The wrong end of the dog is doing the thinking for trustees
The two things I have discovered circulating Walnut Township zoning referendum petitions is how many nice people live in our township and how many questions residents have about the two zoning changes recently approved by Walnut Township Trustees.
I have told people that I don't have many answers to their questions and that trustees are not voluntarily offering many answers to those questions. I admit that not many questions could be asked, let alone be answered during a recent three-minute meeting that included about 40 seconds for the Pledge of Allegiance.
I didn't have any problem getting signatures on the two petitions that I have been circulating to let voters have the final say at the November election. Only time will tell if residents are successful in getting the issues on the ballot.
Since I don't know why trustees changed the zoning classificationson these two properties, I could only make general statements. One property, that was changed from I-1 (Industrial) to I-2, started out as a stone business and HOW they are doing business now requires an I-2 designation. I-2 is pretty much an anything goes land designation. I think the property, between Canal Road and the railroad track on the west side of Ohio 37, was partially zoned I-1 when the business moved there. But someone said to someone that how they are doing business needs an I-2 designation. I think the zoning board recommended the change to I-2 and the trustees concurred and changed the I-1 to I-2. Now I understand they are considering seeking a permit for a construction and demolition debris landfill there.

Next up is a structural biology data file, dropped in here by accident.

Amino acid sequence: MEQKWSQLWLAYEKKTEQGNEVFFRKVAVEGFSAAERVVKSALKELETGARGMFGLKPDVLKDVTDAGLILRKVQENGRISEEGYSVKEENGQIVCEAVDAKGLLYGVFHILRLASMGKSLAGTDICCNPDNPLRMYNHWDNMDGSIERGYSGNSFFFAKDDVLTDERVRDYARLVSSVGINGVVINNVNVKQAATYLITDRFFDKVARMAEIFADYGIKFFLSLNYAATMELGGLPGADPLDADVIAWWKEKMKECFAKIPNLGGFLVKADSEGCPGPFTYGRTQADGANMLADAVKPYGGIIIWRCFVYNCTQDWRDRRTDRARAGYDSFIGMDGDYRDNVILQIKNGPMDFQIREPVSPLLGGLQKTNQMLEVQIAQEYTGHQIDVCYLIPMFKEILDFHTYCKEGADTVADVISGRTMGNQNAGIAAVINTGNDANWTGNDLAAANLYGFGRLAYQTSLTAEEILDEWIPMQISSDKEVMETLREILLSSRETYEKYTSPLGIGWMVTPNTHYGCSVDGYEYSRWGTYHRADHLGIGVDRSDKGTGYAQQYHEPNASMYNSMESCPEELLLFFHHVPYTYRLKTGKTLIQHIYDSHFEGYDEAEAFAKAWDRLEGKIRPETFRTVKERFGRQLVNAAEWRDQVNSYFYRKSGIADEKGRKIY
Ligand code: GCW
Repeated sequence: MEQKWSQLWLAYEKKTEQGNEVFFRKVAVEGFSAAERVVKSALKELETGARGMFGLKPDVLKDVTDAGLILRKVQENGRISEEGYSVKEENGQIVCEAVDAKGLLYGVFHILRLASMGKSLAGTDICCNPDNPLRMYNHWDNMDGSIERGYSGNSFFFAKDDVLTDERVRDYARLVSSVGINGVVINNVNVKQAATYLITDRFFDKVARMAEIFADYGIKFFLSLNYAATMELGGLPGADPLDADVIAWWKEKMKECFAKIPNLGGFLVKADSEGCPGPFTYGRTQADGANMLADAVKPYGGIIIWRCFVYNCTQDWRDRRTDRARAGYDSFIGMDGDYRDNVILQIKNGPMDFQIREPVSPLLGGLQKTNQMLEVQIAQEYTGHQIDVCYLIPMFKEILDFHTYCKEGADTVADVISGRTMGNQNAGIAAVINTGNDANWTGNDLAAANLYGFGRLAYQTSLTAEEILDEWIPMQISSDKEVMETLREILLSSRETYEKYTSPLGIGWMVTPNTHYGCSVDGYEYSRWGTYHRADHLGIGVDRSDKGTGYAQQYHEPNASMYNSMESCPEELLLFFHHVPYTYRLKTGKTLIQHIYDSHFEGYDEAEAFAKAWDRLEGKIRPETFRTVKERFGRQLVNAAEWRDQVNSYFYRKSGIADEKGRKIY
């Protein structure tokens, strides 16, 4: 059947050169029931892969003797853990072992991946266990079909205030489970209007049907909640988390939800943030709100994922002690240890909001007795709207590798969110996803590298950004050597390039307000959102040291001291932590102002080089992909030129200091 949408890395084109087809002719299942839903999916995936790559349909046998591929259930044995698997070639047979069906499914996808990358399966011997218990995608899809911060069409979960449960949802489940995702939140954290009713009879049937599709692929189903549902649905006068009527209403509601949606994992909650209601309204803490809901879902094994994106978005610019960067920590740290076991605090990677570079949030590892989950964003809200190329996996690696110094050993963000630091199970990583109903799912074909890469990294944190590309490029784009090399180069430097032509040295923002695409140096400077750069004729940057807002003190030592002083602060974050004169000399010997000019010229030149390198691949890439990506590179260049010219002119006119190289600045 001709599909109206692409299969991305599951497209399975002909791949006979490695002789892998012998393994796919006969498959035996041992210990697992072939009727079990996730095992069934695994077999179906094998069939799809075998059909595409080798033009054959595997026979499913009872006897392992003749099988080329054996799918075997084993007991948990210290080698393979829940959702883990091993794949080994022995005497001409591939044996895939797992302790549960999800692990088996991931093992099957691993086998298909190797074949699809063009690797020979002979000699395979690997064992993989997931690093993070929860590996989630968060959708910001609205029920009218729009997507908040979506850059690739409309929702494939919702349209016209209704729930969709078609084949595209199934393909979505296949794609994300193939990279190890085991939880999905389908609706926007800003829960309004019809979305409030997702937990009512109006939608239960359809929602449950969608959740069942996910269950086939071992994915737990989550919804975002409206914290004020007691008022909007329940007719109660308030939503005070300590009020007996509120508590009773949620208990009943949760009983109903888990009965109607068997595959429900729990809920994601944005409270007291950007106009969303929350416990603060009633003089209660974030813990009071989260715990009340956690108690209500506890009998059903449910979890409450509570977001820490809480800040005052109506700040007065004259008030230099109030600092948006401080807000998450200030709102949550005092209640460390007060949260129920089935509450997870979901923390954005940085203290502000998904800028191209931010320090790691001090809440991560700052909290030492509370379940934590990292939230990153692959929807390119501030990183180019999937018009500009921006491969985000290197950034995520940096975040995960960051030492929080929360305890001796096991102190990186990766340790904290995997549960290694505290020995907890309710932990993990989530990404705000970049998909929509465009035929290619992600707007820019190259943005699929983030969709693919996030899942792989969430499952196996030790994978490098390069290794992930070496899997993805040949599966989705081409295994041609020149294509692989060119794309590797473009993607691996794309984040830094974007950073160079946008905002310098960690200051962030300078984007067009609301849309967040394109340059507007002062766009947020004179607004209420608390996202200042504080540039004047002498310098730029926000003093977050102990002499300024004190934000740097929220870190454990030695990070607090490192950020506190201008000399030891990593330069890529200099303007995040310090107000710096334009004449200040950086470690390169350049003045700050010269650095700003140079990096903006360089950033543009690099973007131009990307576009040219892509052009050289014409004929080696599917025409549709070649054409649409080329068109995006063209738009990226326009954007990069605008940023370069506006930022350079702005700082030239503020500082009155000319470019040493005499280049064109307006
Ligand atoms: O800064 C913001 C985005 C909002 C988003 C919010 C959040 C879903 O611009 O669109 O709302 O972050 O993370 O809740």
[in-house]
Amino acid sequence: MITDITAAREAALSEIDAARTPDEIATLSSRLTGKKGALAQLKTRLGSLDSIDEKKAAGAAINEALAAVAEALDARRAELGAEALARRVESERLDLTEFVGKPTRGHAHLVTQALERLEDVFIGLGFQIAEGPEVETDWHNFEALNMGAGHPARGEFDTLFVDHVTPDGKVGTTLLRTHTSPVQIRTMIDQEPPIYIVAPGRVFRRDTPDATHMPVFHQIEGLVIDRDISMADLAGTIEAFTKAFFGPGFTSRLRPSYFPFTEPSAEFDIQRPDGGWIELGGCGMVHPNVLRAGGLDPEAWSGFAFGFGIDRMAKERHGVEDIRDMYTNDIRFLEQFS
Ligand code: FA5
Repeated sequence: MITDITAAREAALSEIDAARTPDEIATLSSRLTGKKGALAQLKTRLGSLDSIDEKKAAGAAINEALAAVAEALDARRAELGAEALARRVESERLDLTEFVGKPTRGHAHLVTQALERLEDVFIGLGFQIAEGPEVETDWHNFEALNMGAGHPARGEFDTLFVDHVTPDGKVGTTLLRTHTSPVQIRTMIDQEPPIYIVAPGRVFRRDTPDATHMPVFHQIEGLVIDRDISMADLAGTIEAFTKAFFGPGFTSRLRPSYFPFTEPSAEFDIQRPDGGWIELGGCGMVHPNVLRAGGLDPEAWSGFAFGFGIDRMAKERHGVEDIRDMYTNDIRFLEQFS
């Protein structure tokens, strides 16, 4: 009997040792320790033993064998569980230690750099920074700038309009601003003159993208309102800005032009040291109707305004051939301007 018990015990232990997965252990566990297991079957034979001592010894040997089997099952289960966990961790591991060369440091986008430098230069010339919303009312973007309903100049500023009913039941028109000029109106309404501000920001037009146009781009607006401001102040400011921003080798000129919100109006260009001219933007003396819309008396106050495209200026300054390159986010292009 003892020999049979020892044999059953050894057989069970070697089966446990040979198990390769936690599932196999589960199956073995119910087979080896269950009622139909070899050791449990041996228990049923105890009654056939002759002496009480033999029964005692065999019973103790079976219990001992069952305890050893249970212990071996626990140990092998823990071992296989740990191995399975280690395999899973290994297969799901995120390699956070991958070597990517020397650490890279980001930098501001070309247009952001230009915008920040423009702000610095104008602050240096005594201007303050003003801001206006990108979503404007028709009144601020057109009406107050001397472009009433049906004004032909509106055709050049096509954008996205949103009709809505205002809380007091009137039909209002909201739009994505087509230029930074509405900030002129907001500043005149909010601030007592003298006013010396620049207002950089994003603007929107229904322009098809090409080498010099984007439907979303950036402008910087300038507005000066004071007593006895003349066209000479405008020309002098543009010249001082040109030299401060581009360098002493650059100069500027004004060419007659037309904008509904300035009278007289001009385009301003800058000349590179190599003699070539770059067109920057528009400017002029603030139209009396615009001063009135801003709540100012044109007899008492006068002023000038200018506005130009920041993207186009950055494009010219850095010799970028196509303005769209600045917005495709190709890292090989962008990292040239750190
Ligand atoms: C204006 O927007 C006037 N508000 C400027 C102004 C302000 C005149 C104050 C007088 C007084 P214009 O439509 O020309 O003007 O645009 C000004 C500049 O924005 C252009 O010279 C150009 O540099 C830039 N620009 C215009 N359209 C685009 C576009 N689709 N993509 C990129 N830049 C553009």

This zoning situation reminds me of adult parents raising their children. The parents set the curfew for their child at 11 p.m., but the child doesn't get home until 11:55 p.m. The parents might be asleep when the child gets home, but they discover he broke curfew. After discussing the late arrival, the parents, rather than adhering to their standards of an 11 p.m. curfew that had been in effect for all his older siblings, now change their standards and give this child a midnight curfew. I think the child should change, not the other way around.
I don't have an answer on changing the 280-acre Parrish property from agricultural zoning to the highest use classificationof I-2. Trustees haven't said why they voted for this extreme change and the only indirect answer I have heard is that "Parrish is letting this property be rezoned."
To paraphrase an old statement about a dog, I think the wrong end of the dog is doing the thinking for our Walnut Township Trustees lately. Tom Tweedle North Bank